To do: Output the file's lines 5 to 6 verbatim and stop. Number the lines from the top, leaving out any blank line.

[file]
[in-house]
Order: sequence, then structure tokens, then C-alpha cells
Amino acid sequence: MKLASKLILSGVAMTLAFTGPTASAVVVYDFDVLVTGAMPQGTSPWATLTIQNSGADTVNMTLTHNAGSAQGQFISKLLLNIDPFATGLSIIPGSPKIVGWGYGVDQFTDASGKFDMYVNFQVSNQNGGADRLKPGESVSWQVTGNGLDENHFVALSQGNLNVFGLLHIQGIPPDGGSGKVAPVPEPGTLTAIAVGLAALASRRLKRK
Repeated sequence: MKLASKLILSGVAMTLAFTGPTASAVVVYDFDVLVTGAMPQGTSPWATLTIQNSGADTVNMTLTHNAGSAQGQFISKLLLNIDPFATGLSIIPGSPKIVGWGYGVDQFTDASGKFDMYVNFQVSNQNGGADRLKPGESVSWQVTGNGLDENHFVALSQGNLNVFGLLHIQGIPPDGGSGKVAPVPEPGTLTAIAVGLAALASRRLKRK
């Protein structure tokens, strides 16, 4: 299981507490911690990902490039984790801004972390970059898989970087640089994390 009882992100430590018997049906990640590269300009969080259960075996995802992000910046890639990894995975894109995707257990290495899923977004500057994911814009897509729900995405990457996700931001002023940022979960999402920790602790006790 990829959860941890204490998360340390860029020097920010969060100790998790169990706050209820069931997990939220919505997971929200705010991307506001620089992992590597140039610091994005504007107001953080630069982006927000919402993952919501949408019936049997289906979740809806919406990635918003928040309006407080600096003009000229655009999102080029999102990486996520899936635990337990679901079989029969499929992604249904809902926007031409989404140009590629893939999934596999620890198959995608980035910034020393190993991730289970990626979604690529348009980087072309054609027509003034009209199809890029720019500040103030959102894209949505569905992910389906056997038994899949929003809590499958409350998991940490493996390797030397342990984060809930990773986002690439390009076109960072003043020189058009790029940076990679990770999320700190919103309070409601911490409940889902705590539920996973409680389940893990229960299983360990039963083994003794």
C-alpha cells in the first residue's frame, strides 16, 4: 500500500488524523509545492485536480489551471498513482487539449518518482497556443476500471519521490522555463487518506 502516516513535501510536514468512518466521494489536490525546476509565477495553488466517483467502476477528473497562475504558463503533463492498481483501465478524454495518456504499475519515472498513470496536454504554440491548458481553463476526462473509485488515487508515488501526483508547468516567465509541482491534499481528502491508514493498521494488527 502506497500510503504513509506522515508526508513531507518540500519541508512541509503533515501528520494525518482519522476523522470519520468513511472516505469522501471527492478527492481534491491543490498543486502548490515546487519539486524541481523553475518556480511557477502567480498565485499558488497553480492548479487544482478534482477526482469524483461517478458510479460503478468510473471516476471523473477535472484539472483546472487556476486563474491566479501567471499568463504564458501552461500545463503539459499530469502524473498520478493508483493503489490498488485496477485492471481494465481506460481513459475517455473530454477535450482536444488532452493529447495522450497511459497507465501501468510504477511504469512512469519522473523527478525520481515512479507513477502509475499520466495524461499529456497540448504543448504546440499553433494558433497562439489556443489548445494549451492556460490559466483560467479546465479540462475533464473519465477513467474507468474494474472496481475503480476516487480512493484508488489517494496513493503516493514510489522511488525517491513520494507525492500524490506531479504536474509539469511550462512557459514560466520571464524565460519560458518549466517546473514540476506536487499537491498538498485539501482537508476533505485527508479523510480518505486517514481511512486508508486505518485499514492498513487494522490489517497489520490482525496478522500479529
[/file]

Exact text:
């Protein structure tokens, strides 16, 4: 299981507490911690990902490039984790801004972390970059898989970087640089994390 009882992100430590018997049906990640590269300009969080259960075996995802992000910046890639990894995975894109995707257990290495899923977004500057994911814009897509729900995405990457996700931001002023940022979960999402920790602790006790 990829959860941890204490998360340390860029020097920010969060100790998790169990706050209820069931997990939220919505997971929200705010991307506001620089992992590597140039610091994005504007107001953080630069982006927000919402993952919501949408019936049997289906979740809806919406990635918003928040309006407080600096003009000229655009999102080029999102990486996520899936635990337990679901079989029969499929992604249904809902926007031409989404140009590629893939999934596999620890198959995608980035910034020393190993991730289970990626979604690529348009980087072309054609027509003034009209199809890029720019500040103030959102894209949505569905992910389906056997038994899949929003809590499958409350998991940490493996390797030397342990984060809930990773986002690439390009076109960072003043020189058009790029940076990679990770999320700190919103309070409601911490409940889902705590539920996973409680389940893990229960299983360990039963083994003794």
C-alpha cells in the first residue's frame, strides 16, 4: 500500500488524523509545492485536480489551471498513482487539449518518482497556443476500471519521490522555463487518506 502516516513535501510536514468512518466521494489536490525546476509565477495553488466517483467502476477528473497562475504558463503533463492498481483501465478524454495518456504499475519515472498513470496536454504554440491548458481553463476526462473509485488515487508515488501526483508547468516567465509541482491534499481528502491508514493498521494488527 502506497500510503504513509506522515508526508513531507518540500519541508512541509503533515501528520494525518482519522476523522470519520468513511472516505469522501471527492478527492481534491491543490498543486502548490515546487519539486524541481523553475518556480511557477502567480498565485499558488497553480492548479487544482478534482477526482469524483461517478458510479460503478468510473471516476471523473477535472484539472483546472487556476486563474491566479501567471499568463504564458501552461500545463503539459499530469502524473498520478493508483493503489490498488485496477485492471481494465481506460481513459475517455473530454477535450482536444488532452493529447495522450497511459497507465501501468510504477511504469512512469519522473523527478525520481515512479507513477502509475499520466495524461499529456497540448504543448504546440499553433494558433497562439489556443489548445494549451492556460490559466483560467479546465479540462475533464473519465477513467474507468474494474472496481475503480476516487480512493484508488489517494496513493503516493514510489522511488525517491513520494507525492500524490506531479504536474509539469511550462512557459514560466520571464524565460519560458518549466517546473514540476506536487499537491498538498485539501482537508476533505485527508479523510480518505486517514481511512486508508486505518485499514492498513487494522490489517497489520490482525496478522500479529